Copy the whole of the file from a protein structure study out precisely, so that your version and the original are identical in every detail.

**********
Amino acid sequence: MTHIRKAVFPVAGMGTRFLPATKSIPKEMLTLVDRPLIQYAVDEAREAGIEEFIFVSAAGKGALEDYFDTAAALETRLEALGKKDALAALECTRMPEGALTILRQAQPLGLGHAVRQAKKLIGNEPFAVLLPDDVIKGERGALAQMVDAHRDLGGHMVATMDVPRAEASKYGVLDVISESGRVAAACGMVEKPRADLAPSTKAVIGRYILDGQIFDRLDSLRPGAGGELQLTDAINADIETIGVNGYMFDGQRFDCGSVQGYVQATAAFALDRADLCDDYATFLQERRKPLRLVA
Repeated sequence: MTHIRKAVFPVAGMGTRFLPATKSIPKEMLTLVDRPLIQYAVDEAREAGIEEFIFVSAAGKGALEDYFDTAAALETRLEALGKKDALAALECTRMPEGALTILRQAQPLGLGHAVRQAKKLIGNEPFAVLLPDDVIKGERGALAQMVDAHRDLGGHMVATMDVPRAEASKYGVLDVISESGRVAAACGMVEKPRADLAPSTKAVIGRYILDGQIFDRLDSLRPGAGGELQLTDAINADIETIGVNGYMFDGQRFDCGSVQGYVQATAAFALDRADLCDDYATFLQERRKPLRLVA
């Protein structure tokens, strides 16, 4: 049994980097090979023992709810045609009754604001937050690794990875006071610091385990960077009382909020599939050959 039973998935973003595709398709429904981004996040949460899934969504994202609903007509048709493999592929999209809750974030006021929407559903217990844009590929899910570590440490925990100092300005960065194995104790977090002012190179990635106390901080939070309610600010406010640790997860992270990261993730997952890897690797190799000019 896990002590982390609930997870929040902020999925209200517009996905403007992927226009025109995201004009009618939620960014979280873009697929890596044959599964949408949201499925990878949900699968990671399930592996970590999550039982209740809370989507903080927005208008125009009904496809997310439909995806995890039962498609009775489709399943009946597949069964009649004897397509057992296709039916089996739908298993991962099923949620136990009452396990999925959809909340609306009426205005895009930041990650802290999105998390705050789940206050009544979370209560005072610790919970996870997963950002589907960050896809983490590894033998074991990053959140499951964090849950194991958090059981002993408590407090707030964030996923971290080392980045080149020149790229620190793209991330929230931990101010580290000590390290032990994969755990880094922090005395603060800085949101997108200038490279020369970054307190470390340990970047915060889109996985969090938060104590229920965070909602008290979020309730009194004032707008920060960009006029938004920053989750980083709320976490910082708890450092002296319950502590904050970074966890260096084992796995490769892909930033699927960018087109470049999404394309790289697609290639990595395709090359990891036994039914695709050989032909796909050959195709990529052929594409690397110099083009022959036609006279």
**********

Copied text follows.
Amino acid sequence: MTHIRKAVFPVAGMGTRFLPATKSIPKEMLTLVDRPLIQYAVDEAREAGIEEFIFVSAAGKGALEDYFDTAAALETRLEALGKKDALAALECTRMPEGALTILRQAQPLGLGHAVRQAKKLIGNEPFAVLLPDDVIKGERGALAQMVDAHRDLGGHMVATMDVPRAEASKYGVLDVISESGRVAAACGMVEKPRADLAPSTKAVIGRYILDGQIFDRLDSLRPGAGGELQLTDAINADIETIGVNGYMFDGQRFDCGSVQGYVQATAAFALDRADLCDDYATFLQERRKPLRLVA
Repeated sequence: MTHIRKAVFPVAGMGTRFLPATKSIPKEMLTLVDRPLIQYAVDEAREAGIEEFIFVSAAGKGALEDYFDTAAALETRLEALGKKDALAALECTRMPEGALTILRQAQPLGLGHAVRQAKKLIGNEPFAVLLPDDVIKGERGALAQMVDAHRDLGGHMVATMDVPRAEASKYGVLDVISESGRVAAACGMVEKPRADLAPSTKAVIGRYILDGQIFDRLDSLRPGAGGELQLTDAINADIETIGVNGYMFDGQRFDCGSVQGYVQATAAFALDRADLCDDYATFLQERRKPLRLVA
């Protein structure tokens, strides 16, 4: 049994980097090979023992709810045609009754604001937050690794990875006071610091385990960077009382909020599939050959 039973998935973003595709398709429904981004996040949460899934969504994202609903007509048709493999592929999209809750974030006021929407559903217990844009590929899910570590440490925990100092300005960065194995104790977090002012190179990635106390901080939070309610600010406010640790997860992270990261993730997952890897690797190799000019 896990002590982390609930997870929040902020999925209200517009996905403007992927226009025109995201004009009618939620960014979280873009697929890596044959599964949408949201499925990878949900699968990671399930592996970590999550039982209740809370989507903080927005208008125009009904496809997310439909995806995890039962498609009775489709399943009946597949069964009649004897397509057992296709039916089996739908298993991962099923949620136990009452396990999925959809909340609306009426205005895009930041990650802290999105998390705050789940206050009544979370209560005072610790919970996870997963950002589907960050896809983490590894033998074991990053959140499951964090849950194991958090059981002993408590407090707030964030996923971290080392980045080149020149790229620190793209991330929230931990101010580290000590390290032990994969755990880094922090005395603060800085949101997108200038490279020369970054307190470390340990970047915060889109996985969090938060104590229920965070909602008290979020309730009194004032707008920060960009006029938004920053989750980083709320976490910082708890450092002296319950502590904050970074966890260096084992796995490769892909930033699927960018087109470049999404394309790289697609290639990595395709090359990891036994039914695709050989032909796909050959195709990529052929594409690397110099083009022959036609006279």